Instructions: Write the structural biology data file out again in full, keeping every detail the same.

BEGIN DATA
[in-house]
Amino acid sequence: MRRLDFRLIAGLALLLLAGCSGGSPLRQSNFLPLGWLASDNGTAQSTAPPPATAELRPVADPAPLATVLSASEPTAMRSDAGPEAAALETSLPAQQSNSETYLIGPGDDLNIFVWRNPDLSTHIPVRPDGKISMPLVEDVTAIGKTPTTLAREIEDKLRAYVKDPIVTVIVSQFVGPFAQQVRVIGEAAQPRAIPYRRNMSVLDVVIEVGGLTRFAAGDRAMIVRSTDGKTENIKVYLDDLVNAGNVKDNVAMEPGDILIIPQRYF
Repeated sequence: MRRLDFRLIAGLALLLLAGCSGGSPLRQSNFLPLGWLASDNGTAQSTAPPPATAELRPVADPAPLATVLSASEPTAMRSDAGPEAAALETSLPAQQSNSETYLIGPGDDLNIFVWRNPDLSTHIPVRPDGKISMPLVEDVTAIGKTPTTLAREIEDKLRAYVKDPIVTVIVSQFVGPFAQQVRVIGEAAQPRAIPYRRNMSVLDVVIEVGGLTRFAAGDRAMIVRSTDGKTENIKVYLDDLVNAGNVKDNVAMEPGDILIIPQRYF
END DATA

[in-house]
Amino acid sequence: MRRLDFRLIAGLALLLLAGCSGGSPLRQSNFLPLGWLASDNGTAQSTAPPPATAELRPVADPAPLATVLSASEPTAMRSDAGPEAAALETSLPAQQSNSETYLIGPGDDLNIFVWRNPDLSTHIPVRPDGKISMPLVEDVTAIGKTPTTLAREIEDKLRAYVKDPIVTVIVSQFVGPFAQQVRVIGEAAQPRAIPYRRNMSVLDVVIEVGGLTRFAAGDRAMIVRSTDGKTENIKVYLDDLVNAGNVKDNVAMEPGDILIIPQRYF
Repeated sequence: MRRLDFRLIAGLALLLLAGCSGGSPLRQSNFLPLGWLASDNGTAQSTAPPPATAELRPVADPAPLATVLSASEPTAMRSDAGPEAAALETSLPAQQSNSETYLIGPGDDLNIFVWRNPDLSTHIPVRPDGKISMPLVEDVTAIGKTPTTLAREIEDKLRAYVKDPIVTVIVSQFVGPFAQQVRVIGEAAQPRAIPYRRNMSVLDVVIEVGGLTRFAAGDRAMIVRSTDGKTENIKVYLDDLVNAGNVKDNVAMEPGDILIIPQRYF